Table 4Summary of liquid-phase loss rate constants.

a Value estimated from Fig. 7 of Kames and Schurath (1995).
NA: not available (not tabulated); n/d: not determined.

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Table 5Temperature dependence of liquid-phase loss rate constants.

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Loss rate constants determined from the intercepts of plots such as those shown in Fig. 4 are summarized in Table 4. Values for ln(kl/[-1]) are plotted versus 1000/T in Fig. 6 alongside literature values, including data extracted from Fig. 7 of Kames and Schurath (1995) and the rate constants for thermal dissociation of PAN and PPN (Kabir et al., 2014). All kl values in DI water are larger than (whereas all kl values in n-octanol are smaller than) the thermal decomposition rates of PAN and PPN (Fig. 6). Table 5 summarizes linear regression parameters to the data shown in Fig. 6, i.e., the temperature dependence of kl. The loss rate constant of PPN in n-octanol increases when a small amount of a radical scavenger, α-tocopherol (Niki and Noguchi, 2004), is added to the solution (Fig. S3) but is still smaller than PPN's thermal decomposition rate constant in the gas phase as well as its loss rate constant in DI water (Table S8).

Figure 6Natural logarithm of kl of PAN (blue colour) and PPN (red colour) in DI water and n-octanol plotted versus 1000/T. Data from this work are shown as solid symbols ( for PAN and  for PPN). Literature data: × Holdren et al. (1984),  Kames et al. (1991),  and - - Kames and Schurath (1995),  Frenzel et al. (2000),  Roberts (2005). Error bars for the data by Roberts (2005) are omitted for clarity. The dashed blue and red lines (- - -) are the expressions by Kabir et al. (2014) for thermal dissociation of PAN and PPN, respectively. The dashed black line serves as a visual indicator to separate results obtained with n-octanol (bottom portion of graph) from those obtained with DI water (top).


The results of this work allow constraints to be placed on the uptake of PPN by aqueous and organic matter in the atmosphere. The liquid water content of the atmosphere is highly variable and ranges from < 3 × 10−6g m−3 in the cloud-free atmosphere under low aerosol loading (Nenes et al., 2021) to > 3 g m−3 in cumulonimbus clouds in the tropics (Rosenfeld and Lensky, 1998). Using values of kl,aq and HS,aqcc measured in this work and Eq. (7), we calculated the lifetimes with respect to hydrolysis (τwet=kwet-1) of PAN and PPN for a range of atmospheric conditions including high (inorganic) aerosol loadings, clouds, and fog at 293 K (Table S9) and 278 K (Table S10). The calculated wet deposition lifetimes of PPN (and PAN) vary from several days (e.g., in the presence of marine fog) to years.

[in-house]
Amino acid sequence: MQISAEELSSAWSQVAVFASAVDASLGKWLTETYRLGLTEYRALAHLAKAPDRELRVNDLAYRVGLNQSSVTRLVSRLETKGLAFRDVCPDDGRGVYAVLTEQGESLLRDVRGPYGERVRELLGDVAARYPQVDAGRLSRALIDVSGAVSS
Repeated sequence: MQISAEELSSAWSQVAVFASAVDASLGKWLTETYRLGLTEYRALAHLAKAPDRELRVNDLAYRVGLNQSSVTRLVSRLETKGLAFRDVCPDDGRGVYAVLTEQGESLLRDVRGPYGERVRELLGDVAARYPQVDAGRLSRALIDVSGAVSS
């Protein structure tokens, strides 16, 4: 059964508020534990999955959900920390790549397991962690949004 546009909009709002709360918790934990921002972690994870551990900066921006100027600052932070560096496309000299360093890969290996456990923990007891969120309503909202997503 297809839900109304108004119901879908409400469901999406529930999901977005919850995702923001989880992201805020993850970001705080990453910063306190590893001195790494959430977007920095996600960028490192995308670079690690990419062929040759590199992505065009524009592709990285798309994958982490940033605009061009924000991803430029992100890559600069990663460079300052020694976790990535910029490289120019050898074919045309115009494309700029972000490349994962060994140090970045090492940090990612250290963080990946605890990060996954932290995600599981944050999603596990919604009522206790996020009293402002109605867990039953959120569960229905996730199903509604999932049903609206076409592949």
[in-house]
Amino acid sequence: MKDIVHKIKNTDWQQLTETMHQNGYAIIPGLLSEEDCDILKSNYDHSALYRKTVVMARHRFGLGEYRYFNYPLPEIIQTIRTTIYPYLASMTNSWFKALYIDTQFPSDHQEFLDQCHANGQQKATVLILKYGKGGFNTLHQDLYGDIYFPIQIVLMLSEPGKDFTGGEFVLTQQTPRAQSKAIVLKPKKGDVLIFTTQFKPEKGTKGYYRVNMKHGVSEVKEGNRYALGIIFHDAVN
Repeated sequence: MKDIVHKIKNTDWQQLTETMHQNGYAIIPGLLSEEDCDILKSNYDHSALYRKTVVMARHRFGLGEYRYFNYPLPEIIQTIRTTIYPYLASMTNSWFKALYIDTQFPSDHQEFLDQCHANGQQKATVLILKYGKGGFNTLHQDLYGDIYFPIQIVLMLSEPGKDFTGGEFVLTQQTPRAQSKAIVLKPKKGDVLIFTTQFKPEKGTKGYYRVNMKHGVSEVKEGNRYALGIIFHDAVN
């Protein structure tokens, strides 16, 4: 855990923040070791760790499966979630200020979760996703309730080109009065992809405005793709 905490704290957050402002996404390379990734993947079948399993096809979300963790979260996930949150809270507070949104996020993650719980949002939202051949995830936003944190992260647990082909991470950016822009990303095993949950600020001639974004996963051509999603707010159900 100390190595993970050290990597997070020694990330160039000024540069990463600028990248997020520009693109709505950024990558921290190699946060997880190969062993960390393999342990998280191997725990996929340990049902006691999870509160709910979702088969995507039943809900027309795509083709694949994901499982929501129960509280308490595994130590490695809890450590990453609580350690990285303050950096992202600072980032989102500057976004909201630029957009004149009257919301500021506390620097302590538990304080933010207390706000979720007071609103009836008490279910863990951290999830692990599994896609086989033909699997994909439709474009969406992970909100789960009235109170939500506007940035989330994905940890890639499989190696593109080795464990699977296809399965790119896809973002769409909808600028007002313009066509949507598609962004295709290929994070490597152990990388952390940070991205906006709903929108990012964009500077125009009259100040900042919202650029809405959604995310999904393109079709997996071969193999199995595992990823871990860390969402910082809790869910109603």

Reactive uptake probabilities calculated using Eq. (8) are summarized in Table S11. For DI water, γ values are on the order of  10−6 for both PAN and PPN at 278 and 293 K. For n-octanol, γ values are larger, varying between 4 × 10−6 (at 278 K) and 2 × 10−6 (293 K) for PAN and between 0.7 × 10−5 (278 K) and 1.1 × 10−5 (293 K) for PPN.

4 Discussion

4.1 Solubility of PAN and PPN in DI water

The H data observed in this work for PAN (Fig. 5, blue colour) are in excellent agreement with the majority of the recent literature (Kames and Schurath, 1995; Kames et al., 1991; Frenzel et al., 2000; Lee, 1984), which gives confidence in the accuracy of the measurements presented in this paper. The only outlier is the data point by Holdren et al. (1984), which is inconsistent with all other measurements and appears to be in error. On the other hand, the H constants of PPN in DI water observed in this work (Fig. 5, red colour) are systematically smaller than those by Kames and Schurath (1995), the only other study of water solubility of PPN. At 293.15 K, for example, a value of Haq= (2.67 ± 0.18) M atm−1 was observed in this work,  8 % lower than the literature value of (2.90 ± 0.06) M atm−1. The gap is larger ( 17 %) when HScp values are calculated based on the parameters in Table 2. The reason (or reasons) for this difference and whose measurement is ultimately more accurate is uncertain, though the results in this work are corroborated by the excellent agreement for PAN with the literature (Fig. 5).